The loss of the Azov city was publicly acknowledged by the Soviet authorities only on October 17, when a small article about the events appeared in the main Soviet newspaper, Pravda.

Caption to the photo,

The newspaper “Pravda” in the issue of October 17, 1941 reports on the capture of Mariupol by the Nazis

A military correspondent describes that the Nazis concentrated “very significant forces”, including Romanian and Italian divisions, to break through the front and surround Donbas. It was possible to do this in the south near the Sea of Azov, but, as the Soviet journalist points out, only at the expense of “numerical advantage and at the cost of huge losses.”

A German tank column and motorized infantry broke into Mariupol and captured it after a short battle. According to Pravda, the Soviet navy in Azov only managed to remove factory equipment and significant oil reserves from the city to a safe place.

In a propagandistic spirit, the Soviet newspaper notes the “stubbornness and courage” of factory workers who opposed the enemy. They allegedly remained in production until the last minute, and with the arrival of the Nazis, they “got stuck”, ie cooled blast furnaces and blew up power substations. They left a message in chalk on the wall to the Nazis: “We will be back soon. Hitler will not escape popular revenge!”.

Life under occupation

The occupation of Mariupol lasted for almost two years. During this time, the city was personally visited by Adolf Hitler. In December 1941, just two months after the capture of Mariupol, he arrived at the headquarters of the southern Nazi group.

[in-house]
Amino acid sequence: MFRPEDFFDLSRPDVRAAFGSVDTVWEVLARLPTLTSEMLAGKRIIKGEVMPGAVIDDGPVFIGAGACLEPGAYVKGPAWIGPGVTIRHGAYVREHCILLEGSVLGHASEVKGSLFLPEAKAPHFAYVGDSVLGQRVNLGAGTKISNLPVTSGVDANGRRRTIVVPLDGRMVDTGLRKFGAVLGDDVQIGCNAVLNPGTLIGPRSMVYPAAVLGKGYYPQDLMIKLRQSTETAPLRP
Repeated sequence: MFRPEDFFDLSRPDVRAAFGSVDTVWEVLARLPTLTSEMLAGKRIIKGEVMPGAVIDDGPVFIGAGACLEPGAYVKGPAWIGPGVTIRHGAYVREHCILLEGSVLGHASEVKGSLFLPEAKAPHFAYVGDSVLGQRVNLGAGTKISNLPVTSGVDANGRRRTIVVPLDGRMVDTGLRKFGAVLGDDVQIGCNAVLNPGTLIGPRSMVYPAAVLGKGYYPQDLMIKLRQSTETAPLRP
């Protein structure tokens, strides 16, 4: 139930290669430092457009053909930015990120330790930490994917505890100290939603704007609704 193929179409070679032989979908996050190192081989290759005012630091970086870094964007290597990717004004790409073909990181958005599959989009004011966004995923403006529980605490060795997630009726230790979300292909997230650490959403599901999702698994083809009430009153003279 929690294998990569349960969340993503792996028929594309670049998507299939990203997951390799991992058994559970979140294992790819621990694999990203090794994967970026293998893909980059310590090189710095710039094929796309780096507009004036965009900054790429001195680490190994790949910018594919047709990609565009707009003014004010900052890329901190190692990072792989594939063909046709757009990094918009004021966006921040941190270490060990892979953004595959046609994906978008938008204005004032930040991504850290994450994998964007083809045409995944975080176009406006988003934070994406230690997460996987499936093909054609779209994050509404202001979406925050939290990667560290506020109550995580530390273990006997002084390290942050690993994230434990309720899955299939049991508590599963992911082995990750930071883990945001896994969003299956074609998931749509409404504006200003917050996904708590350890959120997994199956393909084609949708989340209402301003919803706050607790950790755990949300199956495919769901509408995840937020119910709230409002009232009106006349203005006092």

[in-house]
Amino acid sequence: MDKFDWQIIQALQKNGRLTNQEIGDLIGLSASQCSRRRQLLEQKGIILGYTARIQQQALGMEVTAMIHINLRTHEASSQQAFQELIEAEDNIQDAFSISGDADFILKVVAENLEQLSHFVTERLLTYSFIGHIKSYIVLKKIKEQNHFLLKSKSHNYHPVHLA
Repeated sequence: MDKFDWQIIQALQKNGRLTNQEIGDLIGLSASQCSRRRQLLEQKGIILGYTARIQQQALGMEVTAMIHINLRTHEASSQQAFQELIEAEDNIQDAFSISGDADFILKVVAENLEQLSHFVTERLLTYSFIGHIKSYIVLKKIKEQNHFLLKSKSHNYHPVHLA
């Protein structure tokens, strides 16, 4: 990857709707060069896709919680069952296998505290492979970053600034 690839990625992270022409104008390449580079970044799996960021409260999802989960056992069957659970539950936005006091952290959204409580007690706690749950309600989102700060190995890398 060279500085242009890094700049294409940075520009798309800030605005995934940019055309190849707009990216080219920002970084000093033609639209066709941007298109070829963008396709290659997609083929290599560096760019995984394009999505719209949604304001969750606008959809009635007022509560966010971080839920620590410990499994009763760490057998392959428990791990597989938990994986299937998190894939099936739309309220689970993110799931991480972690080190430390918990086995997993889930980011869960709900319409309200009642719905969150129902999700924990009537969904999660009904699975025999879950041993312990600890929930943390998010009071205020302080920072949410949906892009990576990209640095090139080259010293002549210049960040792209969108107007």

During the German rule in the city there were several underground groups. In addition to the Soviet partisans, the Mariupol branch of the Organization of Ukrainian Nationalists (OUN) also fought against the Nazis.

The liberation of the city was announced on September 10, 1943 by the Soviet Information Bureau. On that day, Red Army troops “broke the fierce resistance of the Germans” and after “fierce fighting” entered the city. The Azov flotilla helped in this ship.

Photo by Getty Images

Caption to the photo,

Mariupol was under Nazi occupation for almost 2 years. For a long time there was the headquarters of the southern group of troops

Information from the Soviet archives, however, refutes propaganda claims of “brutal fighting” for the city. For example, the Smersh counterintelligence report states that the Nazis themselves left Mariupol in advance, leaving only part of their agents here to gather information about Soviet troops.

During the years of occupation, a branch of German naval intelligence was located in the city of Azov. This structure trained spies from among Ukrainian and Russian prisoners of war, whom it later threw into the rear of Soviet troops.